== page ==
Trading Up: Superior

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The seven issues of Mark Millar’s ultimate super-hero wish-fulfilment story are collected in this new hardcover edition.

Simon Pooni was a 12-year-old who had it all; popular with his peers, a talented basketball player and destined for great things. And then multiple sclerosis struck, the friends drifted away and he found himself confined to a wheelchair “trapped within his own skin”. A release from this lonely existence comes from an unlikely source when Ormon, an apparently extraterrestrial “magic monkey”, grants him one wish and allows him to become his favourite super-hero for a week, the legendary Superior!

Simon’s effect as Superior on global issues is immense after he sets about de-arming conflict zones, averting natural disasters and contributing to humanitarian causes on an international level. Throughout this time he is helped in coming to terms with his new powers by his best friend Chris and simultaneously hounded by hard-bitten journalist Madeline Knox, who harbours her own deep secrets.

After seven days of Superior making a genuine difference in the world, Ormon returns with a sinister explanation and an ultimatum for Simon. Should he give up his life as Superior and return to his wheelchair-bound life? Or will the freedom his new identity has given him tempt him into making a truly terrible sacrifice?

If Kick-Ass was Millar’s take on what would happen if someone took on a super-heroic identity in our non-powered real world then Superior is his examination of the effect of super-powers in a similar “world outside your window” scenario. However, while there are similarities in concept between the two books the execution is markedly different. Where Kick-Ass embraced the loser stereotype so inherent in the self-aware geeky mentality of fandom, Superior is a true celebration of the wish-fulfilment fantasy so intrinsic to the genre’s success.

Deliberate parallels with Superman and, in particular, the true Captain Marvel abound here with Simon/Superior being an obvious homage to Billy Batson and his alter ego. Indeed the whole enterprise is something of a well-constructed pastiche with elements of Doctor Faustus and The Monkey’s Paw also being appropriated as significant plot points. Where Millar does succeed in bringing something new to the mix is in his honest and raw portrayal of Simon’s illness. Far too often in super-hero comics disability is portrayed as something to simply ramp up the melodrama rather than be examined for its own sake. That’s a narrative trap Millar ably avoids here.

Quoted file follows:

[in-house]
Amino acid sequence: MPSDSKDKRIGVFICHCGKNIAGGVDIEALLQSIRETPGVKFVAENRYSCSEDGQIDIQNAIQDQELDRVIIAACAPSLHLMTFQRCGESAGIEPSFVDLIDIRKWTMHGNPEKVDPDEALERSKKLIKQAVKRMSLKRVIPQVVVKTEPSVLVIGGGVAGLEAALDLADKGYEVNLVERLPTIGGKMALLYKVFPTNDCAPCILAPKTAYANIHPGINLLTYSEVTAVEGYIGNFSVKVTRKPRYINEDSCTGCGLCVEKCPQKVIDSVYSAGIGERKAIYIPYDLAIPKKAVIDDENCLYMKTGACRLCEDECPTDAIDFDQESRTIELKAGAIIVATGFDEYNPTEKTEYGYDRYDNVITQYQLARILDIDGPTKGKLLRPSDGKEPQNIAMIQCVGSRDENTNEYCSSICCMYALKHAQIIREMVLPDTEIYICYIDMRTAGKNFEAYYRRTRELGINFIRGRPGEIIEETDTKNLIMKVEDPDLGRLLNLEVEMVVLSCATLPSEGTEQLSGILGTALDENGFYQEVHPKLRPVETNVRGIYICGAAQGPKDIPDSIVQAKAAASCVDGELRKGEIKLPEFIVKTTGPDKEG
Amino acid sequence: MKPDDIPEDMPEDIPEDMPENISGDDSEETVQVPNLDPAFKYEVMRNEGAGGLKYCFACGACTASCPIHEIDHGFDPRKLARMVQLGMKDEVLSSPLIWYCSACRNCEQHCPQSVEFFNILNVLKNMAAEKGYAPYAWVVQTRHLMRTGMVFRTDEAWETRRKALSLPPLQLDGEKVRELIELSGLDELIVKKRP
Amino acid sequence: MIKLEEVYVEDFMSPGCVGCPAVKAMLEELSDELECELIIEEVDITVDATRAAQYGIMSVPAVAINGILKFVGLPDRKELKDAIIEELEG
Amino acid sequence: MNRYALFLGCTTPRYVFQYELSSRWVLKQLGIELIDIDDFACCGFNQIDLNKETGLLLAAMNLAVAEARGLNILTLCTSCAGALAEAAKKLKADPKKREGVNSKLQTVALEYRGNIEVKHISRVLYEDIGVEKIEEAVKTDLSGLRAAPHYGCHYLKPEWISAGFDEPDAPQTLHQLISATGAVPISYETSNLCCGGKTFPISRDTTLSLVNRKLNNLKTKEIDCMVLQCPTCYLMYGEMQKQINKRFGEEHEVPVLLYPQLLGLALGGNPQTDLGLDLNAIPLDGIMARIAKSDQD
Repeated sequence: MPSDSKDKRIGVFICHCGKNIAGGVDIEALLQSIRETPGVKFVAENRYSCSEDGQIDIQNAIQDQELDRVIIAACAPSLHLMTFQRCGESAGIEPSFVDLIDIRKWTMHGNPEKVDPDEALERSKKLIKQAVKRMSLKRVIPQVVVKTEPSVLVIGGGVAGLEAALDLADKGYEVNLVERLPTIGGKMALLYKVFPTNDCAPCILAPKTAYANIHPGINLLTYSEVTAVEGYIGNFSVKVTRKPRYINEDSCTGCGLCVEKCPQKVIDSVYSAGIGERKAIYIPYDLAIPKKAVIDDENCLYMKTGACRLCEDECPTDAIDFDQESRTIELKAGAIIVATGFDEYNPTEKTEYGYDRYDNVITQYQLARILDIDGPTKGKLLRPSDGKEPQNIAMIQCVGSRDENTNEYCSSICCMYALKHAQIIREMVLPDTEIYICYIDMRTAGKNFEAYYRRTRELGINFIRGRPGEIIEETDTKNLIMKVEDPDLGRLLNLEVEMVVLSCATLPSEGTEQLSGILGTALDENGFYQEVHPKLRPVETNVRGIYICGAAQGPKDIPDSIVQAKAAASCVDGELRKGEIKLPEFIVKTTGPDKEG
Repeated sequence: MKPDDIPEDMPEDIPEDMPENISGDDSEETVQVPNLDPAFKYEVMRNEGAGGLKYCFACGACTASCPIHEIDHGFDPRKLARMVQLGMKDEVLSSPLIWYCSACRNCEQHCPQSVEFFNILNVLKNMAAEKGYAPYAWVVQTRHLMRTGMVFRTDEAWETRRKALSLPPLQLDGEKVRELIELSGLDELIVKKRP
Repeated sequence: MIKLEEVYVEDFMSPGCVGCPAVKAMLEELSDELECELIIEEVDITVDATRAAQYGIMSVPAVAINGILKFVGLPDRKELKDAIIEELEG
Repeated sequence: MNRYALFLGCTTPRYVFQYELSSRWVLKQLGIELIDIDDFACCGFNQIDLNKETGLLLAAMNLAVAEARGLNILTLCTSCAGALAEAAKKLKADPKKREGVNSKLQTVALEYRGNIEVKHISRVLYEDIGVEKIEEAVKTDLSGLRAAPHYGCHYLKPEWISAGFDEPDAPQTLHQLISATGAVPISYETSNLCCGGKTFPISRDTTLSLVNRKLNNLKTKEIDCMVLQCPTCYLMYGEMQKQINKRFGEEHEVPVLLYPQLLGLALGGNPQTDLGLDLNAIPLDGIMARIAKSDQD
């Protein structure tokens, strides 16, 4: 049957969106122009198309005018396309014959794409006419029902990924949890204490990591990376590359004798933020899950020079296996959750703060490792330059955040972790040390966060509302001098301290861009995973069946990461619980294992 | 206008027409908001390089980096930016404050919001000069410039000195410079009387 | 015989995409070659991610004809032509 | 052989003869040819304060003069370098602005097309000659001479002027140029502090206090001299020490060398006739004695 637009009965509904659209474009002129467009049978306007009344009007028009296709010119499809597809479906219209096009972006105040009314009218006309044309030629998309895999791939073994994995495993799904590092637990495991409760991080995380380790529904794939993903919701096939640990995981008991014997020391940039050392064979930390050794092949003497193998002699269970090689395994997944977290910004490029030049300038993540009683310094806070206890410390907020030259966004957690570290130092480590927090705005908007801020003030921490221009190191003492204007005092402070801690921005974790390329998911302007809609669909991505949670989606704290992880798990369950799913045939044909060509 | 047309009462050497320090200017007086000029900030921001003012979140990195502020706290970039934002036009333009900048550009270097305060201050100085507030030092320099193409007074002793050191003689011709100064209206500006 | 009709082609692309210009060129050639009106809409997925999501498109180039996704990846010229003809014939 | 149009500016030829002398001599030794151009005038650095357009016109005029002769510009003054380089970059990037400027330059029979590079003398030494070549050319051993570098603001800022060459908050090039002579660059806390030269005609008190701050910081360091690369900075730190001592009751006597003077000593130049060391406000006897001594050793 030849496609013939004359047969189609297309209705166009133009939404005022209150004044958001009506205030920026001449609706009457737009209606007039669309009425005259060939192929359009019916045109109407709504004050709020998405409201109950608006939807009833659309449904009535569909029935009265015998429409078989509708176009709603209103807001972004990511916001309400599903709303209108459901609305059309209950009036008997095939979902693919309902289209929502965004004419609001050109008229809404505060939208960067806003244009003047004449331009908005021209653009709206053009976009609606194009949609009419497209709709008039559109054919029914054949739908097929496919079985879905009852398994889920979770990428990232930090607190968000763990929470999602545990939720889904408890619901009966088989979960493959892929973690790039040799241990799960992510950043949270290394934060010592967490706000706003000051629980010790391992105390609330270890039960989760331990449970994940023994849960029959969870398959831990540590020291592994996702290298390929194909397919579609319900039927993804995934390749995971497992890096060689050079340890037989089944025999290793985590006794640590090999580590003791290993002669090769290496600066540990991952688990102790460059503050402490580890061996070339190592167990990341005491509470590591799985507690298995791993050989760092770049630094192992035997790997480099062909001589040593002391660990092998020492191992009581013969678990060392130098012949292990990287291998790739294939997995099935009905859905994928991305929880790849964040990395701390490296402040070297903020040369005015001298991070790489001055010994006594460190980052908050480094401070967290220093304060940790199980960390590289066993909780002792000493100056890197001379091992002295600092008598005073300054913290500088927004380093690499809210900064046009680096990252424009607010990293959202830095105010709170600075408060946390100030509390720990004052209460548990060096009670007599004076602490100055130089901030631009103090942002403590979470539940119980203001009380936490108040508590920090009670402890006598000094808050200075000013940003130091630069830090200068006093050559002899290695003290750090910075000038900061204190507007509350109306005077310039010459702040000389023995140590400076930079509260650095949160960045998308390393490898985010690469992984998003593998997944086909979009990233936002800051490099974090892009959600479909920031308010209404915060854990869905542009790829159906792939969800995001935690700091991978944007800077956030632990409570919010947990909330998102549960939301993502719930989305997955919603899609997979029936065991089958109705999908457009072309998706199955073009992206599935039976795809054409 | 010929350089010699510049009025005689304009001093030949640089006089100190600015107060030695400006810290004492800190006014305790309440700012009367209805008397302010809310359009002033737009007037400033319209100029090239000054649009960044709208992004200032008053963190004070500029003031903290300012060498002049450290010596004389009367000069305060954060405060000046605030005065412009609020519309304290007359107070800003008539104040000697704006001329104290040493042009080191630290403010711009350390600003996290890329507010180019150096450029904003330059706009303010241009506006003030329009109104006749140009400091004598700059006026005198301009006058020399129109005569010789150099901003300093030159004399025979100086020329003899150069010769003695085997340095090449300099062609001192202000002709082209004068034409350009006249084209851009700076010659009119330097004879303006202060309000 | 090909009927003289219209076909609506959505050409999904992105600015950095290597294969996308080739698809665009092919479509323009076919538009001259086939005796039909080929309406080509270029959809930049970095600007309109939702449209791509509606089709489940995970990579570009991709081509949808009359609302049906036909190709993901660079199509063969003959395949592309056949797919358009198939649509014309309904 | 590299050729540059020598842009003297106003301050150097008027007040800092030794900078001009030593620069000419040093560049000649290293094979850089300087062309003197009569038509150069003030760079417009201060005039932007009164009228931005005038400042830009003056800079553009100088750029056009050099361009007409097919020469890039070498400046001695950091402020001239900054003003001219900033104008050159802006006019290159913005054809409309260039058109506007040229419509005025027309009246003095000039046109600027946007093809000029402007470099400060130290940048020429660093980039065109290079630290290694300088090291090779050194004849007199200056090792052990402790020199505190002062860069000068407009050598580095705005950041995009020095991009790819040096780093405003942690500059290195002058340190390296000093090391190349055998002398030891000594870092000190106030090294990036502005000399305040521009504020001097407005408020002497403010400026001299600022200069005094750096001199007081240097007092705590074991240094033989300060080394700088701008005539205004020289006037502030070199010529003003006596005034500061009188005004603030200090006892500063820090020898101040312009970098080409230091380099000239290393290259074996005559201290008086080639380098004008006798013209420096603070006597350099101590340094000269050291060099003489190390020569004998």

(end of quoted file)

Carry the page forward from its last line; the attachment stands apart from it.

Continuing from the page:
Leinil Yu’s art has a bold, big screen feel to it that is, perhaps, unsurprising in a project that was probably always developed with one eye on a future film adaptation. There’s a spirit of ‘90s visual dynamism to his work, but with a fine attention to detail and some evocative character sequences that are remarkably effective in persuading the audience to emotionally invest in the cast.

Yes, it’s largely comfort reading and, no, there’s not a huge amount here you haven’t seen in some form a number of times before but, quite frankly, who cares? Superior is the ultimate feelgood super-hero book. If you’re looking for pure, escapist, capes-and-costumes fun that you’re going to come away from feeling uplifted and a little bit inspired by then you can’t go far wrong here. It’s a reminder that we can deconstruct the genre all we want but, at their heart, super-hero comics are at their most effective when they’re a tribute to heroism, nobility and self-sacrifice. Superior has those qualities in bucketfuls.

Superior is available via Titan Books in the U.K. priced £19.99 and published by Marvel Comics in the U.S. priced $24.99.

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